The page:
6 Important Coping Strategies to Help Navigate the Grieving Process

August 30th is National Grief awareness day, dedicated to raising awareness of the many ways people cope with loss. Coping refers to a person’s ability to deal effectively with something difficult. It can also be used to describe how others interpret and perceive the behaviors and actions of a person faced with challenges or difficulties. For example, a person inquiring of another’s well-being might ask: “How are they coping?” to ascertain that person’s mental, physical, or emotional state amid or following a challenging situation. Loss of any type can create a deep sense of grief.

Grief is a common denominator of being human. No matter your race, gender, socioeconomic status, or belief system, everyone will experience grief at some point in their lives. Grief is a natural reaction to loss (e.g., death of a loved one, loss of a job, changes in identity). The experience of grief also includes what could have been “if only this or that had been different.” Although grief may be a natural reaction, it can be difficult to navigate both personally and professionally.

The experience of grief is unique to each person and the loss they’ve had. Whether a loss is expected or unexpected, the experience of personal loss is met with grief, which encompasses a range of responses as diverse as the experience of being human. Based on individual and cultural experiences, there might be a tendency to think that there is a ‘right’ or a ‘wrong’ way to grieve, and if those patterns are not followed, it could lead to discomfort, judgment, and negative feelings toward ourselves or others. When judgment arises, it can be useful to engage in self-reflection, self-awareness and mindfulness practices including self-compassion.

So, if there isn’t a right or wrong way to cope with loss, and the experience of grief is diverse and different for every person and every loss, how can we support people, professionally and personally? Understanding some of the ways people report coping with their own experience of grief might expand the toolbox for supporting ourselves or others. In my research, and coaching practice, I have the privilege of hearing people’s stories of loss, grief, and coping. These stories have common threads falling into the following categories: connection, physical, emotional, mental, spiritual and mindfulness.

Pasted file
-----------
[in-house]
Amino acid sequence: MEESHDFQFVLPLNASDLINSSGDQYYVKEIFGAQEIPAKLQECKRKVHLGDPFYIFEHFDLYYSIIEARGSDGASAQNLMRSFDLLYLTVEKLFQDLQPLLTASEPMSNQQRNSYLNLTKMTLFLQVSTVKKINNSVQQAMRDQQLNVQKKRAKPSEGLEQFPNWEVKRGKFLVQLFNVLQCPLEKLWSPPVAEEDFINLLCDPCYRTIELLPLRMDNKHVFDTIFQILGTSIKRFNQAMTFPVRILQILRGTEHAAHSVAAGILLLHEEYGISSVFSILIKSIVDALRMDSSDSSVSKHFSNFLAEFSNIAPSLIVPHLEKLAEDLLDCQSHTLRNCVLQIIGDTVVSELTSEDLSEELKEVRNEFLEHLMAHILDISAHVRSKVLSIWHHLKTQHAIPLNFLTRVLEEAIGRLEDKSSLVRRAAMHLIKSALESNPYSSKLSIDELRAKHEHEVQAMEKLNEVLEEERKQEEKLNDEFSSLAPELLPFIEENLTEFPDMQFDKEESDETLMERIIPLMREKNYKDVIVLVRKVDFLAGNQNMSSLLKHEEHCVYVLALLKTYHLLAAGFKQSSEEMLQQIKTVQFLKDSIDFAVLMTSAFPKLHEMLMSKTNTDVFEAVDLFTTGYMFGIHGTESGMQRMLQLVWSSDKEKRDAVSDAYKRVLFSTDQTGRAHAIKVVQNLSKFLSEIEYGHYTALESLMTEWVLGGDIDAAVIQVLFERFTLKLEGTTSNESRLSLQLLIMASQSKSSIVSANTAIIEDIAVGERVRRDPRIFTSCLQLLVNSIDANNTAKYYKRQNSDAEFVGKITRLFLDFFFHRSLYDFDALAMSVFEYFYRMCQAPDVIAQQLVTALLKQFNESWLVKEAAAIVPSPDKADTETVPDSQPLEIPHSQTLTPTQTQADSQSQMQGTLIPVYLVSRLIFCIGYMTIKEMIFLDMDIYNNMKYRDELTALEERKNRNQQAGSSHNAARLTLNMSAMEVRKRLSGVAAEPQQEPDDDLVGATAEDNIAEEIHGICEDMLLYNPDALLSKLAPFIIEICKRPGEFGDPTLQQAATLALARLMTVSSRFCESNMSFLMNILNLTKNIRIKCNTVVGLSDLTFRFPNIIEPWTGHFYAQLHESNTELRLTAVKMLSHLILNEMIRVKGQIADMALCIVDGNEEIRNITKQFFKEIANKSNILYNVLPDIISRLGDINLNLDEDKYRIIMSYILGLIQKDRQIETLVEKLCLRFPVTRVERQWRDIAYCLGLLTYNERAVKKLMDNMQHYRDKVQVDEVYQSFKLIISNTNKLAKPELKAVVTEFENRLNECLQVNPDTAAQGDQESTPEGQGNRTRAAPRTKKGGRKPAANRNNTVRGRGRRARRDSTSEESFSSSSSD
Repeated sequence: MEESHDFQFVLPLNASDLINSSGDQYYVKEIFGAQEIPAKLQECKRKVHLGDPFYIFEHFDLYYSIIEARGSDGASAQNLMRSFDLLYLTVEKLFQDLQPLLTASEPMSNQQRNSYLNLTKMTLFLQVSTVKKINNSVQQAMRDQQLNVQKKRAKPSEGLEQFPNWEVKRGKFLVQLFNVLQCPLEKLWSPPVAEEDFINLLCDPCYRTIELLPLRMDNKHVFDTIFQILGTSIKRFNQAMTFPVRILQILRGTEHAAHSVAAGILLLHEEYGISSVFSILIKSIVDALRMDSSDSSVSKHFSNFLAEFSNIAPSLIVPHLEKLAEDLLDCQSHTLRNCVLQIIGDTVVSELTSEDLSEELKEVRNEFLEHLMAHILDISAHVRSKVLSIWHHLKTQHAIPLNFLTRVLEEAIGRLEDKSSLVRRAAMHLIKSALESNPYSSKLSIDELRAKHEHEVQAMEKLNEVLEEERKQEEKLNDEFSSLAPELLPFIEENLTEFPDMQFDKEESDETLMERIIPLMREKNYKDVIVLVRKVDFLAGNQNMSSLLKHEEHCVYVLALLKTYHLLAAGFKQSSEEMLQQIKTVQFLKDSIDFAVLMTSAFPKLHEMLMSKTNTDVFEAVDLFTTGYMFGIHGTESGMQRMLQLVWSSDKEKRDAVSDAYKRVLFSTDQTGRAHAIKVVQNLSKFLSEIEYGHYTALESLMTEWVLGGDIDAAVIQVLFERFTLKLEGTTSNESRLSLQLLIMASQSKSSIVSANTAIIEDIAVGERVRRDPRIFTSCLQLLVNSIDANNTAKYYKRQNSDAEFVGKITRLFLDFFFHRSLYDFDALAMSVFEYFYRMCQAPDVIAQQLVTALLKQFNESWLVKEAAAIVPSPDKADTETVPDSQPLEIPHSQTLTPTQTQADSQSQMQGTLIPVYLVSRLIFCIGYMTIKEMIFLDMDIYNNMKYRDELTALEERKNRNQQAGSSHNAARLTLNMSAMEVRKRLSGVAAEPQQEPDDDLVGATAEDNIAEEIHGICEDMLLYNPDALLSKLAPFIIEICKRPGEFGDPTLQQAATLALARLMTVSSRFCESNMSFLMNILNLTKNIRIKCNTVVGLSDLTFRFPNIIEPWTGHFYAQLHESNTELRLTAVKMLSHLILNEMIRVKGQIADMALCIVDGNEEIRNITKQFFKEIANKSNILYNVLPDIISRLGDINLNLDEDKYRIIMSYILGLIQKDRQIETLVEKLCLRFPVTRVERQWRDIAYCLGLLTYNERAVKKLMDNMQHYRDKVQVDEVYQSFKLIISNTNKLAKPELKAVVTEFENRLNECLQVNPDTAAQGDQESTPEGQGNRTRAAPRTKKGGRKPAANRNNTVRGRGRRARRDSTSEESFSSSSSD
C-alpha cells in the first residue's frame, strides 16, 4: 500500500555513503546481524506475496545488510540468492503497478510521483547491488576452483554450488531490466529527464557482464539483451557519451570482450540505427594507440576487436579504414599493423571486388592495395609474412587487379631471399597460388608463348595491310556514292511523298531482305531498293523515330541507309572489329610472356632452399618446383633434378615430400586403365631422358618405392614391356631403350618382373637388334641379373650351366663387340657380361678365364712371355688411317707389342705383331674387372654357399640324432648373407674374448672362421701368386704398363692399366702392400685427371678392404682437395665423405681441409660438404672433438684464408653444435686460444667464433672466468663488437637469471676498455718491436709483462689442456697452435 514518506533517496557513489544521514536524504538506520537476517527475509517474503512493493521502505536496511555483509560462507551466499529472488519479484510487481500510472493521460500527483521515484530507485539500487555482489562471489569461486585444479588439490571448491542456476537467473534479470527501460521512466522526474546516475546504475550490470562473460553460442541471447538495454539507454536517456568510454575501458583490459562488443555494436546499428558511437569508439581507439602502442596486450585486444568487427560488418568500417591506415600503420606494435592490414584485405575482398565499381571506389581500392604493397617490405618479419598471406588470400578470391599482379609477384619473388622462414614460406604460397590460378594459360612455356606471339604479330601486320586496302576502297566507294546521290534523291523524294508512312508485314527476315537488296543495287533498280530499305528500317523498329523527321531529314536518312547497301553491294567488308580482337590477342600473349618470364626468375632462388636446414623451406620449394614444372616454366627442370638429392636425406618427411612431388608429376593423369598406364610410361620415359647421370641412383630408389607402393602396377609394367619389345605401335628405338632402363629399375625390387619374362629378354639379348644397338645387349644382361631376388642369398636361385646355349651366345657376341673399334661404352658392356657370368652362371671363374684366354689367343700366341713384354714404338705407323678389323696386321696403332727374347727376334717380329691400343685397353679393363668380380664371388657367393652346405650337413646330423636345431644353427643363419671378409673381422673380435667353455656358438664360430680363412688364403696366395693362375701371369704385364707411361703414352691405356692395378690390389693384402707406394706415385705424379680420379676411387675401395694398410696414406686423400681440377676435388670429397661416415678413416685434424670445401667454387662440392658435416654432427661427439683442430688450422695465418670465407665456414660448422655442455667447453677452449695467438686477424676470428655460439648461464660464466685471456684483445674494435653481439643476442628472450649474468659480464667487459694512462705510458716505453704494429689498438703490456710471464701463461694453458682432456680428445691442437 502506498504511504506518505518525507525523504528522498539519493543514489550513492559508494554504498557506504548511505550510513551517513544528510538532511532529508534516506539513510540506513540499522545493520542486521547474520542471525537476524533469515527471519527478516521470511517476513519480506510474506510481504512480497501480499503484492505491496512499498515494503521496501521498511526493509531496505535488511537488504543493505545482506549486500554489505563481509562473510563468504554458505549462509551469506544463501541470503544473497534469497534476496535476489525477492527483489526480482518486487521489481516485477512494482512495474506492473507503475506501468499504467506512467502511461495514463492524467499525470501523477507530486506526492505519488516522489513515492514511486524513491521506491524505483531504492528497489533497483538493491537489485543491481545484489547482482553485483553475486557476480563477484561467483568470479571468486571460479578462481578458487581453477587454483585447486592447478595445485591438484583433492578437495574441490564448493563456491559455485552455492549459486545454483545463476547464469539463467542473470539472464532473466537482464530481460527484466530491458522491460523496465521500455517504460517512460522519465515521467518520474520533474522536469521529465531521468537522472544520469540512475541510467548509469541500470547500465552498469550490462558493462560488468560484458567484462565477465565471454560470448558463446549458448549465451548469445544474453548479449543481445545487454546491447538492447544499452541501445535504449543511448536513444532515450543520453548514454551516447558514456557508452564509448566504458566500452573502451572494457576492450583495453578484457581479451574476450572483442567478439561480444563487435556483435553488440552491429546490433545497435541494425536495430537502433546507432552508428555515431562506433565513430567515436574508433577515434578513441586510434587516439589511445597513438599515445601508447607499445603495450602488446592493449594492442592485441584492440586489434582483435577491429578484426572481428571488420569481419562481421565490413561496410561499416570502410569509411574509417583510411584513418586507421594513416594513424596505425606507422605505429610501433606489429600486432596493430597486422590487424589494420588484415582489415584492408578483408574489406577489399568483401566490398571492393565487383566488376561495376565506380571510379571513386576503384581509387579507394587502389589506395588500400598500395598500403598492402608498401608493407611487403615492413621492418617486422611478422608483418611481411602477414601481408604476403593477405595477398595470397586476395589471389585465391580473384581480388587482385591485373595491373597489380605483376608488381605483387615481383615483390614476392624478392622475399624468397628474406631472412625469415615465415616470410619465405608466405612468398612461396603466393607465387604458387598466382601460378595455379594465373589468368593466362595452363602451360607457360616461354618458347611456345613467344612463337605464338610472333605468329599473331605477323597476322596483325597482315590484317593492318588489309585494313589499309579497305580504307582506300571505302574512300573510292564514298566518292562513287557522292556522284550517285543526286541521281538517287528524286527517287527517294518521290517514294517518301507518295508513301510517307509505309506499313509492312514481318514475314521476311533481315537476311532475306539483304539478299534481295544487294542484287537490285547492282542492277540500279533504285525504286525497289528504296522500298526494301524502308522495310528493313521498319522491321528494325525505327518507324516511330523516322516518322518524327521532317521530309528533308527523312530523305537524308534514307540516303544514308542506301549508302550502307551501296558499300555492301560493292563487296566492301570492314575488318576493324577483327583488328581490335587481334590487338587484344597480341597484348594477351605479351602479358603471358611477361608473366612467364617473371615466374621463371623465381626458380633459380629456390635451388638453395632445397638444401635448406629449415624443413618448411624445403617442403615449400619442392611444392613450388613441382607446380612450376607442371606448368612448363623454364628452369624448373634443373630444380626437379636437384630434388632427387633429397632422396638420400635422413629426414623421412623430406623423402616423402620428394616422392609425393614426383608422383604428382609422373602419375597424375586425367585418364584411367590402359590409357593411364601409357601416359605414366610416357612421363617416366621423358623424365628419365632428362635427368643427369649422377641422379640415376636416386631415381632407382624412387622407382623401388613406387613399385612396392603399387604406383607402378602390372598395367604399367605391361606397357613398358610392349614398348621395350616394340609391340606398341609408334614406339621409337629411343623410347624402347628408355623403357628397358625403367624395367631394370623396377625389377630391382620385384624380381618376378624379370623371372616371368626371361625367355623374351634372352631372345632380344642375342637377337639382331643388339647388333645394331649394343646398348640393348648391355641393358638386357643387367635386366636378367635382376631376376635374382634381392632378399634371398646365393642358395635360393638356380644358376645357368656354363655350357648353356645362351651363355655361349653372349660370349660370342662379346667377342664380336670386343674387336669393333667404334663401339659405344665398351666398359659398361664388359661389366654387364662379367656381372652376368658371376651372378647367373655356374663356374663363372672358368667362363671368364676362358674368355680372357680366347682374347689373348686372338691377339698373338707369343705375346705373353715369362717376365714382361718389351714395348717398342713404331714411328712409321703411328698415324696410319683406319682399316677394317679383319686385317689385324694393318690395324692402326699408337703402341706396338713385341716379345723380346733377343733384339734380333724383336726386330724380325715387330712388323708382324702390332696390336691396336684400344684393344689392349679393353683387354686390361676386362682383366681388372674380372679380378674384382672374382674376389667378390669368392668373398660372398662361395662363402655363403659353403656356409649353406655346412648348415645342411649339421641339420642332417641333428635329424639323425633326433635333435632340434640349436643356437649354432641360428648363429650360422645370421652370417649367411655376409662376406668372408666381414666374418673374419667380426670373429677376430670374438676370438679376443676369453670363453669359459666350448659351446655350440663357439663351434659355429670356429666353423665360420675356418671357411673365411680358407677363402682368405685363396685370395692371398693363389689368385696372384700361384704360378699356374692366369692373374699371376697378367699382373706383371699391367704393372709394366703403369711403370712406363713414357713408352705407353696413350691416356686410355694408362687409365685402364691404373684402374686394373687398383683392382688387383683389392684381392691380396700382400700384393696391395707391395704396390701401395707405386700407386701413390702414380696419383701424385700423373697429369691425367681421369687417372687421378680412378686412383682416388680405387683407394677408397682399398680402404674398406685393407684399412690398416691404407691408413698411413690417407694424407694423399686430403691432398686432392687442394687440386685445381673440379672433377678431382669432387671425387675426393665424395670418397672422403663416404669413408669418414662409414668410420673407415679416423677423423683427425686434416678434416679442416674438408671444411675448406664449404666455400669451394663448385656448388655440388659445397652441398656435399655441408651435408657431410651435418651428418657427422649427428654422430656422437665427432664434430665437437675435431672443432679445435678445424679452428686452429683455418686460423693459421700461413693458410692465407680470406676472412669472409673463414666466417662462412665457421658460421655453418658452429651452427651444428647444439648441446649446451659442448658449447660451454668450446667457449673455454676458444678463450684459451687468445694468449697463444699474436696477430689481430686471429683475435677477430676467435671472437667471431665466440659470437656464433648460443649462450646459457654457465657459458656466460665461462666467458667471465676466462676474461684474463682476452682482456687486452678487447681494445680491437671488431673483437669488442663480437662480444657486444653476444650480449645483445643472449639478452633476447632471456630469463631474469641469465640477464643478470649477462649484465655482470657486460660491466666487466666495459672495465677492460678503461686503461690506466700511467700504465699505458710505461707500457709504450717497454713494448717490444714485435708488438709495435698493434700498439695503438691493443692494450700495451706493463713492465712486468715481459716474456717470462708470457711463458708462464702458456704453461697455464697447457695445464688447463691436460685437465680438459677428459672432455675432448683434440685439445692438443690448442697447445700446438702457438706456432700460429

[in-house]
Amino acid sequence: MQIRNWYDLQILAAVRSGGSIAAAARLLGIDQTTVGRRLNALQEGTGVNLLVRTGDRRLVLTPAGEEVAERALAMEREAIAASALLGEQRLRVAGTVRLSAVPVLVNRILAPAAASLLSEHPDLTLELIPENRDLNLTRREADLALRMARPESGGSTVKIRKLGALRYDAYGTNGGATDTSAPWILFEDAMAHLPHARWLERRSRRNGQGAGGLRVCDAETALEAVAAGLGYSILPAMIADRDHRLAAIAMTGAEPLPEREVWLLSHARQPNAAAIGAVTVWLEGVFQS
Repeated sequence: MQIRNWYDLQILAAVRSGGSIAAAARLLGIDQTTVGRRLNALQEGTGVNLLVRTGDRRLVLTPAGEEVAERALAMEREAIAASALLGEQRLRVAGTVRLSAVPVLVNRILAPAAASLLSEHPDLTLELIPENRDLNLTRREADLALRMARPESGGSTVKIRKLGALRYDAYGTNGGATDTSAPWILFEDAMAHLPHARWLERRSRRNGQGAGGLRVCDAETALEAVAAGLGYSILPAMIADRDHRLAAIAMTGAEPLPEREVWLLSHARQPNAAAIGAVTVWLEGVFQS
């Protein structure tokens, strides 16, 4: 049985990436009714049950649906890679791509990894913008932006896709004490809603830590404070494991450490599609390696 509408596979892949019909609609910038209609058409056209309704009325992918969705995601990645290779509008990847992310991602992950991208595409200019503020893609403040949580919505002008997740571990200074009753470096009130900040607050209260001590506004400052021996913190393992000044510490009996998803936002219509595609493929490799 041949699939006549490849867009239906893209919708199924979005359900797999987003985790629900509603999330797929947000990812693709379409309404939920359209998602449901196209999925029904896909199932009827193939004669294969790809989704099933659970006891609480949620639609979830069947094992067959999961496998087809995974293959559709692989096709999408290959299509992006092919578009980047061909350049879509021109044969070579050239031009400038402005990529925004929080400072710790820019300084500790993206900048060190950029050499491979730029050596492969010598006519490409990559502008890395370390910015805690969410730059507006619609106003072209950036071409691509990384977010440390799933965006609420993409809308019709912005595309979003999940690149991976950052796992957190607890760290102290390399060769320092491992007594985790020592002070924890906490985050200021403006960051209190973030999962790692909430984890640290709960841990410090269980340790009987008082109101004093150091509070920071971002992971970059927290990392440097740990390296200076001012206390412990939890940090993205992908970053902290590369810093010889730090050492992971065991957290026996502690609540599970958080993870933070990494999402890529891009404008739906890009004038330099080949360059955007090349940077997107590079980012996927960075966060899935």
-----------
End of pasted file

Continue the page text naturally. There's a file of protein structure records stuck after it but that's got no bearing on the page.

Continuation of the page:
Grief has been described as profoundly isolating. The grieving person might not want to burden the people in their network. The people in the network might not know what to say or what to do. Talking about the loss, understanding, and acknowledging any feelings of discomfort that might arise, and normalizing grief and loss conversations might be ways to make it less lonely for someone going through it.

One of questions I get asked the most is “How do I support someone who is grieving?” followed by “I don’t know what to say”. You might not know the ‘right’ thing to say, I’d argue that there isn’t a right thing to say and that is OK! Name it. It is OK to say, “I don’t know what to say, and I am here for you”. Listen to the person, do not try to solve this for them, there isn’t a way to fix this experience. Listen for what is most helpful to the person, not what you think is the most helpful or what research or society says is the most helpful. When there is a mismatch between what is needed and what is given, support is not effective.

As for what to do to support someone, simply sit with them, no need to do anything special, it is enough to sit by their side. If you want to offer support, make it specific – “I’m going to the store, what can I pick up for you?”.  Invite them to tell a story or share a memory of their loved one, if they feel up to it. If you knew the person who died, share a memory of that person.  If a person mentions that someone in their life died, ask their name. By connecting with the grieving person, you are helping them to cope. Remember, you will not ‘make’ someone sad by asking about the person or situation that was lost, they are already sad. They might not want to talk about it in the moment, but my research participants reported that being asked to share was enough. And when they did share stories about the love they lost, they reported a sense of keeping their loved one alive and known to others.